|Publication Type||Journal Article|
|Source||Journal of interprofessional care, Volume 21, Issue 5, p.543 - 555 (2007)|
|Year of Publication||2007|
|Authors||Rees, D., and R. Johnson|
|Journal||Journal of interprofessional care|
|Selection||Education & workforce|
An interprofessional pre-qualifying curriculum for health and social care professionals was introduced at an English university in September 2000. This study explored the experiences of academic staff from a range of professional backgrounds involved in this interprofessional initiative. Data were collected via questionnaires, individual interviews and focus groups and were analysed using Interpretative Phenomenological Analysis. Sixty-one questionnaires were returned out of a possible two hundred (response rate 30.5%); twenty-nine respondents participated in interviews and focus groups. Four main themes emerged from the data: (i) Huge: Size does matter; (ii) Isolation: Together but separate; (iii) Facilitation: Anything but easy; and (iv) Faculty: Do we walk the talk? The study found a cross-Faculty commitment to interprofessional education, but revealed considerable difficulties for those staff responsible for the management and delivery of the curriculum. The vast scale, the complex nature of interprofessional education delivery, the logistics and organizational challenges created significant difficulties for staff, who could at times feel overwhelmed and isolated. Attitudinal barriers to interprofessional education were identified, although the interprofessional curriculum had enhanced interprofessional working within the Faculty. In order to optimize the success of interprofessional education, the significant challenges that exist for academic staff must be addressed, and ownership by staff enabled.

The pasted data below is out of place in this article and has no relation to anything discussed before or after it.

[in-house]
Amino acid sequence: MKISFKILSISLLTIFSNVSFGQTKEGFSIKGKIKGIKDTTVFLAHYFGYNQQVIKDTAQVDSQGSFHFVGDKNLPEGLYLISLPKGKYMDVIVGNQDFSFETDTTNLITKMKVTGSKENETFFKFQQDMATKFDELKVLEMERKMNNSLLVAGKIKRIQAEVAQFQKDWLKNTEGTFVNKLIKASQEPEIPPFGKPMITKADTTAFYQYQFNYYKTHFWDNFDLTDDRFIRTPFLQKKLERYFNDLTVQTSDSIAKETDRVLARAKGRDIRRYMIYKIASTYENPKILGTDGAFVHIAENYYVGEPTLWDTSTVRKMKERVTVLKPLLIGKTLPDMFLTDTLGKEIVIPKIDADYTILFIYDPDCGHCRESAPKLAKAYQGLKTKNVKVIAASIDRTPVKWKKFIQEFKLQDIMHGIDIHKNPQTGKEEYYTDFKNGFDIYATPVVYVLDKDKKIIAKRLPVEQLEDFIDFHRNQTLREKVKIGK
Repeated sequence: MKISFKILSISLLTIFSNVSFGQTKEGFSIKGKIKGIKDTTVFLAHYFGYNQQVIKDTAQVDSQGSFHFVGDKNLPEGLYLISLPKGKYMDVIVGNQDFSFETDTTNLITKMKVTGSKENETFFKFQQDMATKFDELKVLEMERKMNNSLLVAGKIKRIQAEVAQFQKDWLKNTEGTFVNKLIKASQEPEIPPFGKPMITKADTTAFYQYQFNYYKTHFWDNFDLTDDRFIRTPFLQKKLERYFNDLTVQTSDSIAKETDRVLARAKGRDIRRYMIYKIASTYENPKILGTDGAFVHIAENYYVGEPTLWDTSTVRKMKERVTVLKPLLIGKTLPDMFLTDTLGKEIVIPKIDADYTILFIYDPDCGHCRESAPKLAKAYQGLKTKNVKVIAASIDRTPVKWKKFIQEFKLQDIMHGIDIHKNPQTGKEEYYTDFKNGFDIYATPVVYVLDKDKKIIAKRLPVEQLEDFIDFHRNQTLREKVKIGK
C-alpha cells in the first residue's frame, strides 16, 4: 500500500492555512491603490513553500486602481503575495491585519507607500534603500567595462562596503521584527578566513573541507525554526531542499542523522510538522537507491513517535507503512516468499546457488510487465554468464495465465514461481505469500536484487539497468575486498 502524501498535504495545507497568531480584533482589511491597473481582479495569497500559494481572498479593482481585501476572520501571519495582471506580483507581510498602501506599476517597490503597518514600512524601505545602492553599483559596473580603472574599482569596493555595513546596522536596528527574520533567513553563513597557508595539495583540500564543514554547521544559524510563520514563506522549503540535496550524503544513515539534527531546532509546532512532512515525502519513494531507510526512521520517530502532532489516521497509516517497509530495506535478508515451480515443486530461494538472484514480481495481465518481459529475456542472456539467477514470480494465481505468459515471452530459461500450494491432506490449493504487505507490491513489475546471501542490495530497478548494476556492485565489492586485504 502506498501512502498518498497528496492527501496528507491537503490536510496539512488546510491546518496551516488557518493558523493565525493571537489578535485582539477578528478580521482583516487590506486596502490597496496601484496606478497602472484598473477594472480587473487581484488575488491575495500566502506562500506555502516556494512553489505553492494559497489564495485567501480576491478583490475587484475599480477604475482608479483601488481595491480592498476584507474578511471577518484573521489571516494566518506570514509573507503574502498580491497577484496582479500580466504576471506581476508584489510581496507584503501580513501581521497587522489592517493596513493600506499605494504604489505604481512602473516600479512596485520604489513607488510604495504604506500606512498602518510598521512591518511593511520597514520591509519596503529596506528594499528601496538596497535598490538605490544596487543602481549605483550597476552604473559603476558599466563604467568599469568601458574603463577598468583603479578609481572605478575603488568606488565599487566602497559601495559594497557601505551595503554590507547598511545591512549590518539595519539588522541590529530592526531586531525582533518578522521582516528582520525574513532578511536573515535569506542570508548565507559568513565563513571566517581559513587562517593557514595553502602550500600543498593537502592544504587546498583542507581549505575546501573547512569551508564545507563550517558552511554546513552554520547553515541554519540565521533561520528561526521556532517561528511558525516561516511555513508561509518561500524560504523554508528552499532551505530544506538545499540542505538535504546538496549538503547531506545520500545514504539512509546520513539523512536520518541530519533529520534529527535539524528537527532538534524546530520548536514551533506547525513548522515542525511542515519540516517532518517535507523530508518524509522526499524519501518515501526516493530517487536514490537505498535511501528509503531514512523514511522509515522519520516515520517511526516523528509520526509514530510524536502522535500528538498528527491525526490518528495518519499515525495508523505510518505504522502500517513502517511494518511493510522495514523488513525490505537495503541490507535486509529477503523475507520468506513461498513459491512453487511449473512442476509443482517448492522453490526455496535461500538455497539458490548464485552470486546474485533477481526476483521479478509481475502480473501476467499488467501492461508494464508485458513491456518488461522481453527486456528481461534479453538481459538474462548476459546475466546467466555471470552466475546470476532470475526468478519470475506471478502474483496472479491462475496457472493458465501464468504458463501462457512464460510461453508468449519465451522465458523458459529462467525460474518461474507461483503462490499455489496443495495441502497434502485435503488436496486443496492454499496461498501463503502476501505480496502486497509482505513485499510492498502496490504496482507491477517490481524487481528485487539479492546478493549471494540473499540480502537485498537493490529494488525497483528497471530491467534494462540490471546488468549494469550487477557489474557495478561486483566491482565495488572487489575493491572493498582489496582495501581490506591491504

|View in Pubmed||Pubmed|